CLAIM: There is a WhatsApp post claiming that ewedu leaves kill Coronavirus. The post, which is also on a website and Twitter handle, stated that: “Krain krain has flavonoid that aids the absorption of zinc in the body. Zinc can enter the virus infected cells and stop corona virus from reproducing. Good news. Eat African! Ewedu.”. ‘Molokhia leaves help curb reproduction of coronavirus'”.
VERDICT: Eating Ewedu leaves will NOT cure Coronavirus disease.
An article published by Medical Brief on May 6, 2020, noted that the World Health Organisation (WHO) “welcomes innovations around the world including repurposing drugs, traditional medicines, and developing new therapies in the search for potential treatments for COVID-19”. The medical article explained that the WHO recognises that traditional, complementary and alternative medicine has many benefits and Africa has a long history of traditional medications and practitioners that play an important role in providing care to populations.
It affirms that even if therapies are derived from traditional and natural practice, establishing their efficacy and safety through rigorous clinical trials is critical. As stated in this medical article, one would want to know the level of safety, efficacy, and quality of such traditional medicine.
According to one of the articles claiming this cure, studies have shown that the ewedu leaves, botanically called ‘corchorus olitorius’, contain flavonoid that helps zinc to enter into the virus-infected cell and prevents the reproduction mechanism of its RNA genetic material to stop the virus from reproducing inside the body.
The edible plant found across Africa and Asia, as well as some parts of Europe, North America and Australia, has many local names, including ‘jute mallow’, ‘bush okra’, ‘molokhia’, ‘edewu’, ‘ahihara’, ‘malafiya’ and ‘krinkrin’. It is said to be rich in some vitamins, and can help the body absorb the mineral zinc. But, has it been scientifically and medically proven and accepted to cure the coronavirus?
A Clinical Herbalist who studied Botany and Ethnomedicine, Mrs Christiana -Olapade Ojo, told Dubawa that there is a lot of misconceptions about the use of herbal remedy for management and healing of so many conditions, which, in most cases, do not work that way.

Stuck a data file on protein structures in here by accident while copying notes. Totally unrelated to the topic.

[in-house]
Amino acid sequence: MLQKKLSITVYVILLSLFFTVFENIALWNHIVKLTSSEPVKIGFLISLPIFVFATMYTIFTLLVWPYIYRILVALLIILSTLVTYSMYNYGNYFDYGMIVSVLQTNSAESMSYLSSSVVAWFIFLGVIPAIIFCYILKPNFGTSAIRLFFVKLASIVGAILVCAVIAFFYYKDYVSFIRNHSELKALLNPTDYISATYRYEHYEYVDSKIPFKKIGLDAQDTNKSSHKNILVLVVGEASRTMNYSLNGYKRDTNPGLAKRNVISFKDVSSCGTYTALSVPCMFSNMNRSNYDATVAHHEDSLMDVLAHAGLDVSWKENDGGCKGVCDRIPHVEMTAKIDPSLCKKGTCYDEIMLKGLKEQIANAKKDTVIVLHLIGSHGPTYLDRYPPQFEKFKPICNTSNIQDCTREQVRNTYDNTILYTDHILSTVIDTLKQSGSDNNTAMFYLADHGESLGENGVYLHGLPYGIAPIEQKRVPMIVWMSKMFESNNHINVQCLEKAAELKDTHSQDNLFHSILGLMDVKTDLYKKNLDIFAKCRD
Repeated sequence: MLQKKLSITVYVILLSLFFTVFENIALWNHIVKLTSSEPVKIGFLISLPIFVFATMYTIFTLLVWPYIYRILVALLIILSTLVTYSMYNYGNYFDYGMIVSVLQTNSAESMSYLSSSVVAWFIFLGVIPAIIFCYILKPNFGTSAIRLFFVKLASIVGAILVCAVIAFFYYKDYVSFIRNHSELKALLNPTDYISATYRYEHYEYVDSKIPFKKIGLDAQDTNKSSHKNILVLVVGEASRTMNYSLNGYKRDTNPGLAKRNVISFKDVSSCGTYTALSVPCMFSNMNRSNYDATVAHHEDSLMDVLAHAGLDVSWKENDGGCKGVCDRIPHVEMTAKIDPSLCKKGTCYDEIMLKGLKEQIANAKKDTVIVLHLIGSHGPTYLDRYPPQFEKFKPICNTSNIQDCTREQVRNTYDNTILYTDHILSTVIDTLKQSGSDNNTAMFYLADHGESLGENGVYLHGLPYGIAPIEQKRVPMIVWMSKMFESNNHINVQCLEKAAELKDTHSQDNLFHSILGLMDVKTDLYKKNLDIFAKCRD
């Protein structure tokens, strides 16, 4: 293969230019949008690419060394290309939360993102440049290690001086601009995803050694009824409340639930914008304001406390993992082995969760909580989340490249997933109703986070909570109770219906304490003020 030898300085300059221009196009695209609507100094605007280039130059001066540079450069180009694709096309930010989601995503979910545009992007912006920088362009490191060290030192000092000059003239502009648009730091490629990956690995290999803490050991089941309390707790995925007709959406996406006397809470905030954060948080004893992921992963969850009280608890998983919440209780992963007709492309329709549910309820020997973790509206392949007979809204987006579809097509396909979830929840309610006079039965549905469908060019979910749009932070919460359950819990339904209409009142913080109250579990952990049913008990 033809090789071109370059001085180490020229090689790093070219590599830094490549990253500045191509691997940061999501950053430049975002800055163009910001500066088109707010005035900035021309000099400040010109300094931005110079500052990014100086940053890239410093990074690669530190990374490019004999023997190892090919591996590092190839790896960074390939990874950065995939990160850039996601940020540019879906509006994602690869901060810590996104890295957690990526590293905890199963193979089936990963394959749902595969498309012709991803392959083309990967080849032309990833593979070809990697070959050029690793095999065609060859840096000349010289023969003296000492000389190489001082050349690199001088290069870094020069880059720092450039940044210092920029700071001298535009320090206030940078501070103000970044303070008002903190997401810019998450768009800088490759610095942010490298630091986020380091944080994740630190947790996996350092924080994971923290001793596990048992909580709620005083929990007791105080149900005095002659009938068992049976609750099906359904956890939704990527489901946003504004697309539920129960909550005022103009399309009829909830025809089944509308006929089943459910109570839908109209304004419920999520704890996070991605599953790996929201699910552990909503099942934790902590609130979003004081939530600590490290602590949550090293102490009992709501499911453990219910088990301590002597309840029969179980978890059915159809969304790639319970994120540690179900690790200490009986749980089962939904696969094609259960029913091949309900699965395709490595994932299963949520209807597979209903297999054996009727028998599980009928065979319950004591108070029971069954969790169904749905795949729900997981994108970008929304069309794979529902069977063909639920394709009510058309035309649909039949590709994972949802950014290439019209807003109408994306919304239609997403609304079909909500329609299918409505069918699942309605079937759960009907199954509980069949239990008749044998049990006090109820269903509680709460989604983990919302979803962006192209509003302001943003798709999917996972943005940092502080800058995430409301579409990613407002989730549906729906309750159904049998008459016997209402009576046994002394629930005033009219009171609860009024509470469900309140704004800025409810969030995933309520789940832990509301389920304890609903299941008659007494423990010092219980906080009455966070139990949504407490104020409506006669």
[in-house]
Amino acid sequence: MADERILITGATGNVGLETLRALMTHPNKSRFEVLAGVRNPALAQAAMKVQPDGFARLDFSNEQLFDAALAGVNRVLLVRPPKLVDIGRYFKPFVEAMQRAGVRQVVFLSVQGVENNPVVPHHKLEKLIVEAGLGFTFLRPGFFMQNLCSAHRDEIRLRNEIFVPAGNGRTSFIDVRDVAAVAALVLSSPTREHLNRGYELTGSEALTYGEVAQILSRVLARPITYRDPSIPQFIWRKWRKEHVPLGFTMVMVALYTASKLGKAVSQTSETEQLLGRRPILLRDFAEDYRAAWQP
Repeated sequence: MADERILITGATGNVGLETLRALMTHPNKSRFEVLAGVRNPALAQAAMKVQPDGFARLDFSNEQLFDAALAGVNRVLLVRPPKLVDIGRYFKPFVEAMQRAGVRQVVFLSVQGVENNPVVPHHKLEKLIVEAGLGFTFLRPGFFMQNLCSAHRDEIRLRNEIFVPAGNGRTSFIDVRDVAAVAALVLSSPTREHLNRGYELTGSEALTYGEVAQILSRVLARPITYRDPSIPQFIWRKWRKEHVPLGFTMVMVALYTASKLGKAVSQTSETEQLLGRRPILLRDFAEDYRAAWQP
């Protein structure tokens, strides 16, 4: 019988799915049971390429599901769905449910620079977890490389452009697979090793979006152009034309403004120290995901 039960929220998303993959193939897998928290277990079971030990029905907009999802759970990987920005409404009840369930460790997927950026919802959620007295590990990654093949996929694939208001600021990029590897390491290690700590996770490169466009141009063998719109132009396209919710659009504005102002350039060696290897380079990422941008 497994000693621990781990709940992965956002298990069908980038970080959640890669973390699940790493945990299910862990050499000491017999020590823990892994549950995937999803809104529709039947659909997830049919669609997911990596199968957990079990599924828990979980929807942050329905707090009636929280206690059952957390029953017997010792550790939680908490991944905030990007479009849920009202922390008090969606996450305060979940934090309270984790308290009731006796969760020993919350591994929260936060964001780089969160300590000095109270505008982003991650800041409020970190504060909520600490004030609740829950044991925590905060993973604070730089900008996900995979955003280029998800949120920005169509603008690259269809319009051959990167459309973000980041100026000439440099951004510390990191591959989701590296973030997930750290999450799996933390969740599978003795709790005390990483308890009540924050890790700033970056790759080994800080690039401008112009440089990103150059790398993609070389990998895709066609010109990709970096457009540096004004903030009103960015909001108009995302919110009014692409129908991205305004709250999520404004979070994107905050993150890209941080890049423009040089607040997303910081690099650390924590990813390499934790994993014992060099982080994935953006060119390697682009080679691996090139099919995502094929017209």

Highlighting few complementary tips to fortify immune system on one of her Facebook posts, the Clinical herbalist, who is also the Managing Director of NARL Specialist Clinic, indicated that Ewedu (Corchorus olitorius, jute plant) should be included in a daily diet because “it is traditionally known for its antiviral properties and some recent reports are also attesting to its anticancer potentials…Which also points to its immune boosting properties.”
Speaking on some assumptions that a person can eat one thing and get well, Mrs Olapade Ojo explained that: “Those things don’t work like that, they work in synergy”; adding that: “Eating ewedu alone will not, and WILL NOT in capital letters, WILL NOT in anyway cure Coronavirus.” She noted that such leaves have to be used in synergy with some other things.
To a dietician and nutritionist, Miss Promise Chimuanya Ugochukwu, zinc, as a micronutrient, is not peculiar to Ewedu alone, there are other leaves or food with zinc. So, Coronavirus disease cure is not just by the micronutrient, rather, it has to do with claims that have been scientifically proven.
Miss Ugochukwu noted that other sources of zinc are meat, whole grains and nuts; adding that “Whatever nutrients you can find in ewedu can also be found in other foods; not that Ewedu has whatever special properties.”
Ewedu can not cure coronavirus disease. Although, WHO is working with research institutions to select traditional medicine products which can be investigated for clinical efficacy and safety for COVID-19 treatment, it has not approved ewedu as a cure.
The researcher produced this fact-check per the Dubawa 2020 Fellowship partnership with the Broadcastings Corporation of Oyo State, to facilitate the ethos of “truth” in Journalism and enhance Media Literacy in the Country.